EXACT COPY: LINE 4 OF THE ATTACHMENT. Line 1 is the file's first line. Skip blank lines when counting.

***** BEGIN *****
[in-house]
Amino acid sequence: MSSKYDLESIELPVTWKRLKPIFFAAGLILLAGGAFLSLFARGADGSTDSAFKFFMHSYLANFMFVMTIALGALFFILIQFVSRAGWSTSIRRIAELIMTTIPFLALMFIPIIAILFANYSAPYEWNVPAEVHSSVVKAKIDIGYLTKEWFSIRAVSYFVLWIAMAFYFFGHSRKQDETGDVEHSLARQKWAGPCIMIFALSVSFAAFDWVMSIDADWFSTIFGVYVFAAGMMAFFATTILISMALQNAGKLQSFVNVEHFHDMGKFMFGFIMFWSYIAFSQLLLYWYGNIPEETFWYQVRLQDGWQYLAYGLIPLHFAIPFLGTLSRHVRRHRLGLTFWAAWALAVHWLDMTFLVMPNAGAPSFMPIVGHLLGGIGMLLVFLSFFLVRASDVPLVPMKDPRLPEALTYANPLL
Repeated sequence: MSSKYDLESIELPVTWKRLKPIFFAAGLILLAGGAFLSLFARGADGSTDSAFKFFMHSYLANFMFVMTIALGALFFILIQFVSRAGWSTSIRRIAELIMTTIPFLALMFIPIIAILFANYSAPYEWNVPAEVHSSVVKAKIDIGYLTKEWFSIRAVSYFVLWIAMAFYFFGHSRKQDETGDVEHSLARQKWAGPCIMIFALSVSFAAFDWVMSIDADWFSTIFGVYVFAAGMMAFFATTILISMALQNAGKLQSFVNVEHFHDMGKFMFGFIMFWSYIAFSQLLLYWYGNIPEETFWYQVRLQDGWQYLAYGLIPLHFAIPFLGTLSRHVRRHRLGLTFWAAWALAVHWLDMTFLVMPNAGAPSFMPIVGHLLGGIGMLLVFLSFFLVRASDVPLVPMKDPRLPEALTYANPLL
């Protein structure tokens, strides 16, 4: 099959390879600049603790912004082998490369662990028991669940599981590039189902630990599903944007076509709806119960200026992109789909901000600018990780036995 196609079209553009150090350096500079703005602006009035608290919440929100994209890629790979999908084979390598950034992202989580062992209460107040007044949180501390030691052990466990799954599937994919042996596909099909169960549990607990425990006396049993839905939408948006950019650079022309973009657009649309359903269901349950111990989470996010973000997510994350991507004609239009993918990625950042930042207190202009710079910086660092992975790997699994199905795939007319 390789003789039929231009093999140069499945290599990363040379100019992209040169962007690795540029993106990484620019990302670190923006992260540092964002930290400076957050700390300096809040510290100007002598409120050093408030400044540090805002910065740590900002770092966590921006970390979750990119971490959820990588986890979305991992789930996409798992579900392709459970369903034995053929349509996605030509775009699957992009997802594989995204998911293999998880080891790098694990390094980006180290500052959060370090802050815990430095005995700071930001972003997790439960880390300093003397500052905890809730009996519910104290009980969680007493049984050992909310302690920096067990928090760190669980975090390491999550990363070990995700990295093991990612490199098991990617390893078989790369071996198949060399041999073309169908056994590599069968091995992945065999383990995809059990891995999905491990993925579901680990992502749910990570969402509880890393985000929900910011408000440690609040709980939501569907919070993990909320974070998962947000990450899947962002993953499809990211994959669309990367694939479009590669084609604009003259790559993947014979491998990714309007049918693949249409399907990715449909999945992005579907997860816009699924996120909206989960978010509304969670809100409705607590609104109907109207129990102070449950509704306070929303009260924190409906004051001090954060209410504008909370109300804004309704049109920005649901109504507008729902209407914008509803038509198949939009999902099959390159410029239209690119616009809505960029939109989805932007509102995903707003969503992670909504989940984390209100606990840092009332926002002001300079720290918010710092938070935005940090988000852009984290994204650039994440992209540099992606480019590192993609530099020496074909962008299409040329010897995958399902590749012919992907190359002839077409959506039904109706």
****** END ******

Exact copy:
């Protein structure tokens, strides 16, 4: 099959390879600049603790912004082998490369662990028991669940599981590039189902630990599903944007076509709806119960200026992109789909901000600018990780036995 196609079209553009150090350096500079703005602006009035608290919440929100994209890629790979999908084979390598950034992202989580062992209460107040007044949180501390030691052990466990799954599937994919042996596909099909169960549990607990425990006396049993839905939408948006950019650079022309973009657009649309359903269901349950111990989470996010973000997510994350991507004609239009993918990625950042930042207190202009710079910086660092992975790997699994199905795939007319 390789003789039929231009093999140069499945290599990363040379100019992209040169962007690795540029993106990484620019990302670190923006992260540092964002930290400076957050700390300096809040510290100007002598409120050093408030400044540090805002910065740590900002770092966590921006970390979750990119971490959820990588986890979305991992789930996409798992579900392709459970369903034995053929349509996605030509775009699957992009997802594989995204998911293999998880080891790098694990390094980006180290500052959060370090802050815990430095005995700071930001972003997790439960880390300093003397500052905890809730009996519910104290009980969680007493049984050992909310302690920096067990928090760190669980975090390491999550990363070990995700990295093991990612490199098991990617390893078989790369071996198949060399041999073309169908056994590599069968091995992945065999383990995809059990891995999905491990993925579901680990992502749910990570969402509880890393985000929900910011408000440690609040709980939501569907919070993990909320974070998962947000990450899947962002993953499809990211994959669309990367694939479009590669084609604009003259790559993947014979491998990714309007049918693949249409399907990715449909999945992005579907997860816009699924996120909206989960978010509304969670809100409705607590609104109907109207129990102070449950509704306070929303009260924190409906004051001090954060209410504008909370109300804004309704049109920005649901109504507008729902209407914008509803038509198949939009999902099959390159410029239209690119616009809505960029939109989805932007509102995903707003969503992670909504989940984390209100606990840092009332926002002001300079720290918010710092938070935005940090988000852009984290994204650039994440992209540099992606480019590192993609530099020496074909962008299409040329010897995958399902590749012919992907190359002839077409959506039904109706």